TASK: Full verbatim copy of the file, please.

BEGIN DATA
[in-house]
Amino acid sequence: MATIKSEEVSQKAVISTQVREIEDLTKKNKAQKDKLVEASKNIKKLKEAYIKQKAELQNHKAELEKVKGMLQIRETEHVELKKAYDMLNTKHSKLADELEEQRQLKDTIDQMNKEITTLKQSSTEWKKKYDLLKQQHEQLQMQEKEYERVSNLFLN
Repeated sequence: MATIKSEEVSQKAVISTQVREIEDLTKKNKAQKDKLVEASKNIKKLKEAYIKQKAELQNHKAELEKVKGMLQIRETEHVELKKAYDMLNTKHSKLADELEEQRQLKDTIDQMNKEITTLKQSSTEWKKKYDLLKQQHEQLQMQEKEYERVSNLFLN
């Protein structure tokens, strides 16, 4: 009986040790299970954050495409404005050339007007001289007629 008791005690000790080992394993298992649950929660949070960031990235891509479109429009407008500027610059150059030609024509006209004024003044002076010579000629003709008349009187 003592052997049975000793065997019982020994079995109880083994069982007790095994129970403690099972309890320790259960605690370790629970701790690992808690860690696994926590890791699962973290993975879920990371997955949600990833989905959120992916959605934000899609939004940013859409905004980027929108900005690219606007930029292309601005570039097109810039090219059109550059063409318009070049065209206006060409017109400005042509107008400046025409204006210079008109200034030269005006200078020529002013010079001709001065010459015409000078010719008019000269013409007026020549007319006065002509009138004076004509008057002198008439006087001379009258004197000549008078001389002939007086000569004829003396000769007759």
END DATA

[in-house]
Amino acid sequence: MATIKSEEVSQKAVISTQVREIEDLTKKNKAQKDKLVEASKNIKKLKEAYIKQKAELQNHKAELEKVKGMLQIRETEHVELKKAYDMLNTKHSKLADELEEQRQLKDTIDQMNKEITTLKQSSTEWKKKYDLLKQQHEQLQMQEKEYERVSNLFLN
Repeated sequence: MATIKSEEVSQKAVISTQVREIEDLTKKNKAQKDKLVEASKNIKKLKEAYIKQKAELQNHKAELEKVKGMLQIRETEHVELKKAYDMLNTKHSKLADELEEQRQLKDTIDQMNKEITTLKQSSTEWKKKYDLLKQQHEQLQMQEKEYERVSNLFLN
């Protein structure tokens, strides 16, 4: 009986040790299970954050495409404005050339007007001289007629 008791005690000790080992394993298992649950929660949070960031990235891509479109429009407008500027610059150059030609024509006209004024003044002076010579000629003709008349009187 003592052997049975000793065997019982020994079995109880083994069982007790095994129970403690099972309890320790259960605690370790629970701790690992808690860690696994926590890791699962973290993975879920990371997955949600990833989905959120992916959605934000899609939004940013859409905004980027929108900005690219606007930029292309601005570039097109810039090219059109550059063409318009070049065209206006060409017109400005042509107008400046025409204006210079008109200034030269005006200078020529002013010079001709001065010459015409000078010719008019000269013409007026020549007319006065002509009138004076004509008057002198008439006087001379009258004197000549008078001389002939007086000569004829003396000769007759």